The Hidden Factor That’s Fueling Employee Burnout
Employee burnout is rampant.
You’ve probably already seen the consequences of burnout in your own organization — diminished employee well-being, increased turnover, and declining performance.
Now it’s time to identify its causes.
While there are several known contributors, there is one critical factor even HR experts have missed: complex workplace technology.
Only 20% of HR leaders identified technology that prevents employees from doing their jobs as a primary contributor to burnout, according to a Kronos survey.
Like a fan over a flame, burnout thrives in this gap between the perceived problem and reality. Technology is a much bigger driver of burnout than most people realize.
Your workplace technology could be making employee burnout worse
As the volume and complexity of enterprise tools rise, the more vulnerable your employees are to stress and frustration. From there, it’s a short road to burnout.
As a human resources leader, you can’t overlook the technology factor as part of burnout control. It’s not only necessary for protecting business performance, it’s your moral imperative.
When your employees suffer, so does your bottom line
Employee burnout affects people in different ways. On the extreme end of the spectrum, it can manifest in debilitating anxiety, stress, insomnia, or even physical illness.
Less severe symptoms include an inability to focus, irritability, and feeling detached from one’s work and personal life.
In all of its forms, burnout is afflicting American companies in epidemic proportions.
Almost a quarter of workers — 23% — often or always feel burned out at work. Forty-four percent feel burned out at least sometimes, according to a Gallup study of 7,500 full-time workers.
The effects on employee retention are drastic.
- 95% of HR leaders say burnout is destroying workplace retention (Kronos)
- 46% attribute 20% to 50% of annual turnover to it (Kronos)
According to Gallup, employees who suffer from burnout are:
- 63% more likely to take sick days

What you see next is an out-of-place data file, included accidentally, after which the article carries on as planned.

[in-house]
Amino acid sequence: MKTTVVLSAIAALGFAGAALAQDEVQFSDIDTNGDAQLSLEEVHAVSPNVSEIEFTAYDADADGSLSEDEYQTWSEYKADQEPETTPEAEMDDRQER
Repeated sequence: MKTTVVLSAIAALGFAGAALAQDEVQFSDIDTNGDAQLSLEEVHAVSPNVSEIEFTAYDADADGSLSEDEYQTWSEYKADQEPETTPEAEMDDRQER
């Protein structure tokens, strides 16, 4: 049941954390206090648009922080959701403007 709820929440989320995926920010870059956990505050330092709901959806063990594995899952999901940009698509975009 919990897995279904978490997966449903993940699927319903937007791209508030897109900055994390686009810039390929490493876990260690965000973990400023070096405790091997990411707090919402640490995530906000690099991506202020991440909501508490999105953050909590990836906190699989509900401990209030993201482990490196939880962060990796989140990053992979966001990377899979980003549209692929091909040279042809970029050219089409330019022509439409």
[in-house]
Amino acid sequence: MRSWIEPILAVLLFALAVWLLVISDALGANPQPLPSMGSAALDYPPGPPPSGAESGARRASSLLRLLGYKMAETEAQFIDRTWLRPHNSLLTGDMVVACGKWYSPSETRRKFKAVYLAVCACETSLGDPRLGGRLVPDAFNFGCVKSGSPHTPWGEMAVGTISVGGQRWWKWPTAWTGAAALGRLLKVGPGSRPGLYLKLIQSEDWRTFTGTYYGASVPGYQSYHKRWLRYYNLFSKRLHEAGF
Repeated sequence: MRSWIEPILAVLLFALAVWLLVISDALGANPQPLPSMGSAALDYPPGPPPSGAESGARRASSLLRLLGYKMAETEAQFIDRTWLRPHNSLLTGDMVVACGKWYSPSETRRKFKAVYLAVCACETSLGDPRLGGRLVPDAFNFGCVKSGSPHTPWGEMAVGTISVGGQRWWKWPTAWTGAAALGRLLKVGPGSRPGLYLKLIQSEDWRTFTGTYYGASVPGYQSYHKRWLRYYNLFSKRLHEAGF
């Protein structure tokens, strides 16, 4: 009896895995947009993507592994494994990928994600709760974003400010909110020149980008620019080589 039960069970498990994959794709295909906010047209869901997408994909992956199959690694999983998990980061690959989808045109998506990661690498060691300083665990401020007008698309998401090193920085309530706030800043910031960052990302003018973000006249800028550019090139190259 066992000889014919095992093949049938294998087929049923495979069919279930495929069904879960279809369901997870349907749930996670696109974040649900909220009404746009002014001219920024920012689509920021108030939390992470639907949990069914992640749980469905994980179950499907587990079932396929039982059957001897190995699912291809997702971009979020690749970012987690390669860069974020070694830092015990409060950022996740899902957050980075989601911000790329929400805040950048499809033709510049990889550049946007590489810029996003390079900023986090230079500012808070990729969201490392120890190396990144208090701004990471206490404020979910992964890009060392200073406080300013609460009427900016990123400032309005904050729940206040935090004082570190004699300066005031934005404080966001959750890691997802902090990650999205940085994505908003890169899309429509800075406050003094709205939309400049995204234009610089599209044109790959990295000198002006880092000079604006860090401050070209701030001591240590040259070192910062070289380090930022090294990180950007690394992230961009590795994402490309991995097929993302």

- 2.6 times more likely to look for a new job
- 13% less confident in their performance
- 23% more likely to visit the emergency room
5 known burnout contributors, and 1 that’s overlooked
Before you can begin to fix employee burnout, you must first understand the common causes. But conventional research doesn’t tell the whole story.
Gallup identified five primary contributors:
- Unfair treatment
- Unmanageable workload
- Lack of role clarity
- Inadequate support from managers
- Unreasonable time pressures
The sixth factor is demanding your attention
It’s time to start paying attention to the sixth factor — your workplace technology.
As businesses zero in on digital transformation, employees are being inundated with complex enterprise software.
The introduction of CRMs, HCMs, finance platforms, and other solutions has the potential to boost employee productivity and raise business performance. But often, these tools lack intuitiveness and usability.
Employees struggle to navigate confusing interfaces, complete complicated processes, and manage click fatigue.
The result is frustration and burnout
Traditional modes of software training are time consuming and ineffective. Employees often feel lost when it’s time to actually use it. They buckle under stress, helplessness, and feeling incompetent performing their daily tasks.
The increasing prevalence of cloud-based software makes this a chronic challenge. Each time a version update or new features are installed, employees have to relearn and regain proficiency.
Mobile tech is obscuring “work-life balance”
After work, you want your employees to recharge. This means leaving the office at a reasonable hour, taking their minds of daily stressors, enjoying family time, and doing the things they love.
Maintaining a healthy work-life balance is critical to staving off burnout.
But the flood of emails, texts, and alerts doesn’t stop after work hours.
When your employees take their phones home, it often means they’re taking their work home. Mobile tech is blurring the boundaries that the office walls used to represent.
Don’t ignore technology’s role in employee burnout
The issue of employee burnout is complex and nuanced. While it manifests as a people problem, it is a major symptom of a technology problem.
It’s time to be proactive. If you want to alleviate burnout in your workforce, you need to look at the whole picture. Addressing the technology aspect won’t slow down your digital transformation — it will enable it to thrive.